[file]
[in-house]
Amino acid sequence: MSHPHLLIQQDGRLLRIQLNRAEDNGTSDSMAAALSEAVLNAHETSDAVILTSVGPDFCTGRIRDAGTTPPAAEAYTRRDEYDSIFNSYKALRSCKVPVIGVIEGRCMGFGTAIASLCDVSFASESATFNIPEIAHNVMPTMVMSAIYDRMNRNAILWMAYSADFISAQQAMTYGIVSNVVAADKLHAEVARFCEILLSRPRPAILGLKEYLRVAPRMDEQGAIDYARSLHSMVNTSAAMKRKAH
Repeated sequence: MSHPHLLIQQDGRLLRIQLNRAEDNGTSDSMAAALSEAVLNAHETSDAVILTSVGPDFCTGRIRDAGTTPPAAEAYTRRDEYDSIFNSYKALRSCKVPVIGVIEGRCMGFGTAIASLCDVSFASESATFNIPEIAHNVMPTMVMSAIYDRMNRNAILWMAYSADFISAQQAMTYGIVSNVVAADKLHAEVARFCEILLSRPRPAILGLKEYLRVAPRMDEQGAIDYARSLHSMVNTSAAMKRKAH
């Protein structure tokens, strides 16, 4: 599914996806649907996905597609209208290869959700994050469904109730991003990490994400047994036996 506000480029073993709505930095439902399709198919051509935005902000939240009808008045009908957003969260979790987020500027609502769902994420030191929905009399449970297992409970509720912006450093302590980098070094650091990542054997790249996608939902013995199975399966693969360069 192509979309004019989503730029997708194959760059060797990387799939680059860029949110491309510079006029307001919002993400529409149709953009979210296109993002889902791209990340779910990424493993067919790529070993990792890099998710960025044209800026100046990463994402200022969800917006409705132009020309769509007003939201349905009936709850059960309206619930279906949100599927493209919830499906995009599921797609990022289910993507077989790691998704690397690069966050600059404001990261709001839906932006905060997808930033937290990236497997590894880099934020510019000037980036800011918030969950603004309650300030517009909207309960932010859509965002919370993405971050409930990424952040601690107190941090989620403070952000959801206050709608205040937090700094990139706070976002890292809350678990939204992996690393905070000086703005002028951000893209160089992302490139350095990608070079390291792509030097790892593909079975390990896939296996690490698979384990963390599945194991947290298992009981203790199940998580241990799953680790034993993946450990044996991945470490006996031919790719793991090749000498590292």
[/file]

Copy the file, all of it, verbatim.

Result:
[in-house]
Amino acid sequence: MSHPHLLIQQDGRLLRIQLNRAEDNGTSDSMAAALSEAVLNAHETSDAVILTSVGPDFCTGRIRDAGTTPPAAEAYTRRDEYDSIFNSYKALRSCKVPVIGVIEGRCMGFGTAIASLCDVSFASESATFNIPEIAHNVMPTMVMSAIYDRMNRNAILWMAYSADFISAQQAMTYGIVSNVVAADKLHAEVARFCEILLSRPRPAILGLKEYLRVAPRMDEQGAIDYARSLHSMVNTSAAMKRKAH
Repeated sequence: MSHPHLLIQQDGRLLRIQLNRAEDNGTSDSMAAALSEAVLNAHETSDAVILTSVGPDFCTGRIRDAGTTPPAAEAYTRRDEYDSIFNSYKALRSCKVPVIGVIEGRCMGFGTAIASLCDVSFASESATFNIPEIAHNVMPTMVMSAIYDRMNRNAILWMAYSADFISAQQAMTYGIVSNVVAADKLHAEVARFCEILLSRPRPAILGLKEYLRVAPRMDEQGAIDYARSLHSMVNTSAAMKRKAH
């Protein structure tokens, strides 16, 4: 599914996806649907996905597609209208290869959700994050469904109730991003990490994400047994036996 506000480029073993709505930095439902399709198919051509935005902000939240009808008045009908957003969260979790987020500027609502769902994420030191929905009399449970297992409970509720912006450093302590980098070094650091990542054997790249996608939902013995199975399966693969360069 192509979309004019989503730029997708194959760059060797990387799939680059860029949110491309510079006029307001919002993400529409149709953009979210296109993002889902791209990340779910990424493993067919790529070993990792890099998710960025044209800026100046990463994402200022969800917006409705132009020309769509007003939201349905009936709850059960309206619930279906949100599927493209919830499906995009599921797609990022289910993507077989790691998704690397690069966050600059404001990261709001839906932006905060997808930033937290990236497997590894880099934020510019000037980036800011918030969950603004309650300030517009909207309960932010859509965002919370993405971050409930990424952040601690107190941090989620403070952000959801206050709608205040937090700094990139706070976002890292809350678990939204992996690393905070000086703005002028951000893209160089992302490139350095990608070079390291792509030097790892593909079975390990896939296996690490698979384990963390599945194991947290298992009981203790199940998580241990799953680790034993993946450990044996991945470490006996031919790719793991090749000498590292």